please always copy the list on your replies. this way people that have
the same questions later, can look up any explanations in the mailing
list archives. thank you.
Thanks a lot for your help. However, I don't quite get it why using OMP can
improve the efficiency in terms of separating the kspace calculation like
verlet/split. To my understanding, OMP scheme uses the same partition
scheme, .e.g. kspace calculations are distributed over all the threads,
you don't seem to understand what problem verlet/split is solving.
in general, especially, with a relatively small number of MPI tasks,
it is *most* efficient to use the regular verlet run_style. since
verlet/split can easily result in a load imbalance and thus
inefficiency. the reason why one still wants to use verlet split is
that the distributed parallel 3d FFTs and the necessary reordering of
charge density data and the resulting potential from distributed
domains to "pencils" and back to domains, doesn't scale so well. and
the overhead gets larger the more processors you use. up to the point,
where this starts to dominate and you don't scale anymore.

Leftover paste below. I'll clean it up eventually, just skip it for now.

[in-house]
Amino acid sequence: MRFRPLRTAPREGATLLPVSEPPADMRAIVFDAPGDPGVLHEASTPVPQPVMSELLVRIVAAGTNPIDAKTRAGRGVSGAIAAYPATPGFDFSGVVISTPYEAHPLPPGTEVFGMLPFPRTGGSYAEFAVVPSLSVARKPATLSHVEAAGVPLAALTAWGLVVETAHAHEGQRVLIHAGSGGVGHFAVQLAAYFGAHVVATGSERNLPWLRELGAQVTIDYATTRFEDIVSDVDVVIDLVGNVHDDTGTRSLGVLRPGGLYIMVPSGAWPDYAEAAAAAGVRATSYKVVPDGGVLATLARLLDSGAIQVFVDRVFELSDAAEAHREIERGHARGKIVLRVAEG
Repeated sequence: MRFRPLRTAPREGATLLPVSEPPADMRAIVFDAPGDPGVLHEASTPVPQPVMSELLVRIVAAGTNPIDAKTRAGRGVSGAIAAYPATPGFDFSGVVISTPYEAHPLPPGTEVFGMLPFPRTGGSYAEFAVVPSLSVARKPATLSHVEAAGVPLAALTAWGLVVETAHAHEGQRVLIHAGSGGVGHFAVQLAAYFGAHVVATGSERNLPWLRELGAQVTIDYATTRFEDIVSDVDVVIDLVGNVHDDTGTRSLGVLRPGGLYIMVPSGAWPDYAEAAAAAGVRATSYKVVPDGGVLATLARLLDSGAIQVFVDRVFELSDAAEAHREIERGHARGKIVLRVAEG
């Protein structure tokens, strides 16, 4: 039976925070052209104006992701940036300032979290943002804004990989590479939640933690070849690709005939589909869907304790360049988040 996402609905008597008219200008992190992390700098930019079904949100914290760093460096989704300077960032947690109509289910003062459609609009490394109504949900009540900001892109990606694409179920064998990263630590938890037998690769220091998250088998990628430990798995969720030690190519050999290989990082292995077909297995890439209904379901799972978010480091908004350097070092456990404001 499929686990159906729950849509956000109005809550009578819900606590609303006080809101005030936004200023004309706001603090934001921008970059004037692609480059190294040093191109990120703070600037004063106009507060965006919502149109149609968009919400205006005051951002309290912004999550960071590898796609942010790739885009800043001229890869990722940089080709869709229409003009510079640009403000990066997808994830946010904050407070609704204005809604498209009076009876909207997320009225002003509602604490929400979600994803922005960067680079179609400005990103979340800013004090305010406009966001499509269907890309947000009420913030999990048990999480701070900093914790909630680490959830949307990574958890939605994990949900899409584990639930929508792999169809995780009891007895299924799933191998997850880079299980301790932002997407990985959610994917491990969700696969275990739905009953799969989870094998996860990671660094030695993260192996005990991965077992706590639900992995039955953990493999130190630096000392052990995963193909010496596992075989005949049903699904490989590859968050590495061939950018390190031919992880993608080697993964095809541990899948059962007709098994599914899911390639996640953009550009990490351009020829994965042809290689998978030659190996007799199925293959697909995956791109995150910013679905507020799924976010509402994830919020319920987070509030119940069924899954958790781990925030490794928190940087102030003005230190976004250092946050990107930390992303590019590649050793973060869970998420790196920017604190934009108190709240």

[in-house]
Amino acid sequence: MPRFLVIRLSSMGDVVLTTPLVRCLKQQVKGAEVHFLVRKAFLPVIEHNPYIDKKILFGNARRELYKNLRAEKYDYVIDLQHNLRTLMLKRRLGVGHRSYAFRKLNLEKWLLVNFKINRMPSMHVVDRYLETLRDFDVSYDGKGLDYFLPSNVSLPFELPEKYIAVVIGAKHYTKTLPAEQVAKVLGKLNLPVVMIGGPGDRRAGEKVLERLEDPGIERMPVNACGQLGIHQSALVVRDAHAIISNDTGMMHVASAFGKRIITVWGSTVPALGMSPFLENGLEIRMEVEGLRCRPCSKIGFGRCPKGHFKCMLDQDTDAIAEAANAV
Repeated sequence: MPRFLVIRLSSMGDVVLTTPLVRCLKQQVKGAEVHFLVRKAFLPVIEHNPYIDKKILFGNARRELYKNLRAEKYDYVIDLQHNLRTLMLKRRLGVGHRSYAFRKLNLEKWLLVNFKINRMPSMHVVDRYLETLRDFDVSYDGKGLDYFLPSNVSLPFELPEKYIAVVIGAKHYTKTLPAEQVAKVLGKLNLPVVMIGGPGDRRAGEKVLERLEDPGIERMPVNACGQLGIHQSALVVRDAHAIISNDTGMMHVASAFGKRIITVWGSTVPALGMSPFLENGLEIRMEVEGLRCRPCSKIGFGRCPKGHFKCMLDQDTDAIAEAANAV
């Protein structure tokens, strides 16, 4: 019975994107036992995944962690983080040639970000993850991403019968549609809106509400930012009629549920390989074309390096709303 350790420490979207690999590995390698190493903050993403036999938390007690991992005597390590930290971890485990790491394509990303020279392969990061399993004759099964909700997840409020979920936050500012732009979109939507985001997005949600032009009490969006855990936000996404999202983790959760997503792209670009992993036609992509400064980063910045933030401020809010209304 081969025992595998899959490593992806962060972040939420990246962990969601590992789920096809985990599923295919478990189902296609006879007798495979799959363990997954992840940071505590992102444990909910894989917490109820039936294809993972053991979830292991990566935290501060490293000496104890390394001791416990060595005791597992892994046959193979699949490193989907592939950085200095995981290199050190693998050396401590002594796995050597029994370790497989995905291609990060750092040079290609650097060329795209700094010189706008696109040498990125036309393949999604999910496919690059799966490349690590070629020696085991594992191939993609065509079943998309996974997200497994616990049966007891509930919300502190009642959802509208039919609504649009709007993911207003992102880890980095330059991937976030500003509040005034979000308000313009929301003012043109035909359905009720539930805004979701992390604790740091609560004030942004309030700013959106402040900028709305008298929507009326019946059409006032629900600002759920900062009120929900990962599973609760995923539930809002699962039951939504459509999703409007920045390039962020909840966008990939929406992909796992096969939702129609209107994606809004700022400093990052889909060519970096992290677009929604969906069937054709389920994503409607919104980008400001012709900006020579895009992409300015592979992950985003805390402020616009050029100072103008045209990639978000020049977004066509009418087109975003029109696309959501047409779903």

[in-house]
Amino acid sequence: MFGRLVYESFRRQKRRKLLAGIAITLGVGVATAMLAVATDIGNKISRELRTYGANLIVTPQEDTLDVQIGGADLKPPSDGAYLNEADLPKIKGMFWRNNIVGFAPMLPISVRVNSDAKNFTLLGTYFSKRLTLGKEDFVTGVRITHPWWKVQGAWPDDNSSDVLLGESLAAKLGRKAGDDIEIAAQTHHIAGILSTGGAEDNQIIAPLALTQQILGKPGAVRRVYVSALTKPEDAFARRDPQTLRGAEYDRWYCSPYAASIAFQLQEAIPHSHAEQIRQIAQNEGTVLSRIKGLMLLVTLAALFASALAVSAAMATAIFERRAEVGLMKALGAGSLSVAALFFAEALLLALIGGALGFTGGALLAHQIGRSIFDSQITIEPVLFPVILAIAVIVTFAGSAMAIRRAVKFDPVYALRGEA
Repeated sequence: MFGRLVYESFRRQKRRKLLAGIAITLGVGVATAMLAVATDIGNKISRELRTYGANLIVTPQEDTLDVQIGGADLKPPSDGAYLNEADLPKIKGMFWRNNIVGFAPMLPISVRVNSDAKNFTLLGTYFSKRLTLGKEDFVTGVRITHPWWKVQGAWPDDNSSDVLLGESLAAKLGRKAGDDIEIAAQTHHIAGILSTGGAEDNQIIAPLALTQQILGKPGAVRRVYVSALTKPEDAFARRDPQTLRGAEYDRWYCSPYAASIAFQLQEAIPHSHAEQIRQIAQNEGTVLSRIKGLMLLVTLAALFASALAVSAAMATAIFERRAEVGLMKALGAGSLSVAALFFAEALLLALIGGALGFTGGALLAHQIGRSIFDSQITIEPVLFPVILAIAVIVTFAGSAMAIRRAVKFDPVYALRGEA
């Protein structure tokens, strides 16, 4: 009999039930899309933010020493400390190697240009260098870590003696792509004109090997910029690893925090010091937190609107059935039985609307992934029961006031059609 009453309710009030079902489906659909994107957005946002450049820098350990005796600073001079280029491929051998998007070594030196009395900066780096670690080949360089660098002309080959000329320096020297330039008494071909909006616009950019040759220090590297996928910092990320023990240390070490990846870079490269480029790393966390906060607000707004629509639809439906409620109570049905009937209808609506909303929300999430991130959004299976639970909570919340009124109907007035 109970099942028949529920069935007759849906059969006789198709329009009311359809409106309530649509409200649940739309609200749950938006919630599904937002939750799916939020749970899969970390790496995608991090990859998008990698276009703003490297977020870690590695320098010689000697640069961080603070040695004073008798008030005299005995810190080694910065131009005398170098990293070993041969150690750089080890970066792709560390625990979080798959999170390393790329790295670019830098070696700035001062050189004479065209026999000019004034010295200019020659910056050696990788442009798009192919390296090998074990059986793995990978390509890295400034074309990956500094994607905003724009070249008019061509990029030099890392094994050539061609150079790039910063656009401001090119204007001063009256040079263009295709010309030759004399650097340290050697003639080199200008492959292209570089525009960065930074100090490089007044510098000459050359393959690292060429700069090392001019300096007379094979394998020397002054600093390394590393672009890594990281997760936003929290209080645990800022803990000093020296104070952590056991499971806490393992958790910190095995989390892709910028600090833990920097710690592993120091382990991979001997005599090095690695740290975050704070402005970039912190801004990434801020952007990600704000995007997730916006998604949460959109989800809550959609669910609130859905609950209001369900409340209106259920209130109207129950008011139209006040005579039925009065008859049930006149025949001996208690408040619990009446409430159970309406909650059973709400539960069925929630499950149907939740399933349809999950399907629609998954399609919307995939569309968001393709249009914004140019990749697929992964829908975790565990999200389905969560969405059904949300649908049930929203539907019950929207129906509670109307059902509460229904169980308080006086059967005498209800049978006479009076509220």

verlet/split addresses this, by keeping the number of processors that
handle kspace separate from the number of processors that do the rest
(well they have to be a multiple). this way you can scale farther,
since the non-bonded calculation parallelizes to much better.
using multi-threading has the same effect, but without the (potential)
load imbalance. the number of MPI tasks is reduced just as well and
thus the 3d-FFT scaling issue avoided as well. even when you'd be
using pppm without thread support. threading of non-bonded
interactions is as efficient (for a small to moderate number of
threads) as the MPI parallelization. the fact, that there is
additional threading *inside* pppm, is a bonus. of course, if you want
to go to the *very* extreme, you would be using both (as has been done
on the very large BG/Q at argonne national labs, for example, where
people developed verlet/split orginally and we made it compatible to
so unless you have a huge number of CPUs, you will be best off using
plain MPI and a small number of threads (2-4). you can also tweak
performance a bit by adjusting the coulomb cutoff. and only if you
reach the limit of kspace scaling, you want to crank up the number of
threads and use verlet/switch.